An Interview With Brian Kleiber

Who is Brian Kleiber?

It depends on the day…I’m a bit of a renaissance man, always trying to learn something new and keep things fresh. I’ll always love skateboarding, cycling, cameras and animals though.

Anyway, I’m 27 years old and from New Jersey. I lived in Vermont for 7 years before coming to Shanghai.

During the day I work in internet marketing and manage a couple ecommerce sites; doing some SEO, SEM, social media, copywriting and content creation at the moment. At night, I’m usually out skating, riding my bike, big-wave internet surfing or posted up at Lawson’s.

brian kleiber profile photo

You film a lot of skateboarding and take photos as well. Which of these two do you prefer and why?

I love both; I mean they’re so closely related yet very dissimilar at the same time.

I guess my preference also depends on the day. I got into shooting photos way before video though…all as a means of documenting life and freezing moments, you know? The cool thing about photos is that you can snap a single photo and down the line it’ll trigger so many memories for you; I guess video does the same, but a photo needs no storytelling or narrative, it’s more open to interpretation.

ollie in shanghai

What gear is in your bag?

I just got home from filming Xu Zhao and Juhani, and my camera bag happens to be right next to me….( )

Sony A7
50mm prime
12mm 2.8 fisheye
28-70 zoom
2 LED lights for the night prowl (pretty much the only time I get to skate/film)
Rode Mic
Super heavy Opteka handle
Sony HVL-F32 Flash
Promaster 75000EDF Flash
4 extra batteries
A cheapo mini soft box with some colored gels
Essential extras:
green wax
2 extra bearings
skate tool
Miniso boombox
a Miniso powerblock for charging stuff

Tell us about your new video, Mind Steps.

Let’s see, Mind Steps was filmed in about 6 weeks, mostly after work, and features performances from JMART, Edan Qian, Justen Snyder, Ayong, Wang Di, Johnny Tang, Xu Zhao, Alex Greenberg, Per Asplund, Eddie Chang and myself…basically whoever was around while I was skating. (Speaking of which, you gotta get some footage in the next video, BK).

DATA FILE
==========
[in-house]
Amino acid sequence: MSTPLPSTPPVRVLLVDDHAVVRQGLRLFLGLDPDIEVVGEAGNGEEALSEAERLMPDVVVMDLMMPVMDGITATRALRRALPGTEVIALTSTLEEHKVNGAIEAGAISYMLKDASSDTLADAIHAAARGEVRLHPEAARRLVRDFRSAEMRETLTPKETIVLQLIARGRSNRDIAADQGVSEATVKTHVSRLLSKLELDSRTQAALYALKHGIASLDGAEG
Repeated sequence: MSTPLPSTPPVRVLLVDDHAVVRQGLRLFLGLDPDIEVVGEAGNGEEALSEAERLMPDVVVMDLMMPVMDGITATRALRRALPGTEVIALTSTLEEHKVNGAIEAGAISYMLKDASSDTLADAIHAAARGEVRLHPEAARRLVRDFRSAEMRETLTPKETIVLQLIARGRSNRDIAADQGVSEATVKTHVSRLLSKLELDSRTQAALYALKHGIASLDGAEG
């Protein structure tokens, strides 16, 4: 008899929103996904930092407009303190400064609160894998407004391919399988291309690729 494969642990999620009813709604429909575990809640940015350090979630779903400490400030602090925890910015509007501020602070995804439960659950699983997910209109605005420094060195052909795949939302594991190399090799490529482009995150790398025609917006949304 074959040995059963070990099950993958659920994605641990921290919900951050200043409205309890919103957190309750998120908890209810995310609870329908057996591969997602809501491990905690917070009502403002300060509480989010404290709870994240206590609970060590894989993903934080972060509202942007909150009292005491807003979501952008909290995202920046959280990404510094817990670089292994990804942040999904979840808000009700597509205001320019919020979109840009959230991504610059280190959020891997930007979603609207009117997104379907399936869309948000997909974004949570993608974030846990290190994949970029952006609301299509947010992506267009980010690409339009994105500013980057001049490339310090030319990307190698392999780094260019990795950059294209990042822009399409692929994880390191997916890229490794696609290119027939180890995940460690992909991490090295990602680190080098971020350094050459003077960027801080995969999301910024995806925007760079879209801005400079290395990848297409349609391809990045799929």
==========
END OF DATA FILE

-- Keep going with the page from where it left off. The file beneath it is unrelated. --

I didn’t really have a goal or vision for the video, it was just whatever clips I was able to get in a little over a month after picking up the A7. The first thing I filmed after getting the camera was Justen’s line out in Pudong – the wallie, no comply 180 and fakie noseslide. A couple weeks after casually filming, Ryan Nimmo asked me if I wanted to show whatever video I’d been working on before the Dream Lens 6 premiere at FLY. I was pretty unsure about it, but was flattered by the proposal…so I put it in gear and filmed most of the video in the last 2 and a half weeks before the party; I actually finished it around midnight the night before!

I don’t really put much thought into my videos, they just end up being a product of whatever inside jokes we’re throwing around mixed with some skating. I don’t really take them too seriously, but I still want people to enjoy them. We’re not usually camping out trying to get a trick for hours…if whoever’s being filmed isn’t feeling a spot or wants to throw in the towel, no big deal. I’m just out to enjoy time with my pals and make memories.

That being said, I’ll totally hang with someone all day while they try a trick…it’s all good, I know how it is. Remember J10 trying that manual for hours a few weeks ago? That was like 16 gigs worth of attempts with no make…

walle to fakie final

How did you get into filming and photography in the first place?

I’ve always liked photos. My parents would always bring this Ricoh point & shoot everywhere and I’d get super hyped when we’d pick up the photos from the shop. I’d be the first to look through the photos on the way home from the photo shop. I think that was what initially sparked my interest in photography.

Anyway, I got my first camera when I was 19 and just started shooting everything; events, skateboarding, cycling, people, inanimate objects, landscapes…whatever. It was cool, and something I knew I could learn and grow with forever.

As far as video goes, the majority of my experience has been within skateboarding. I got into filming skating for the same reasons…I wanted to be able to document stuff and look back on it. I never really cared who would see my videos, especially since I’m still pretty green to the medium. Filming has always been something I do for myself and my friends. I like to have ongoing projects and things to work on…so when you’re filming, you not only have the satisfaction of knowing you captured a moment in time, you get to go home and put it next to other little time capsules and make something.

Favorite city to shoot in?

I have no idea…my favorite place to shoot probably isn’t even a city. At the moment I’ll go with Shanghai though, cause after over 20 months here it’s still fresh to me and always changing.

sketchy dentist chair in shanghai photo

Why did you come out to Shanghai originally? What keeps you here?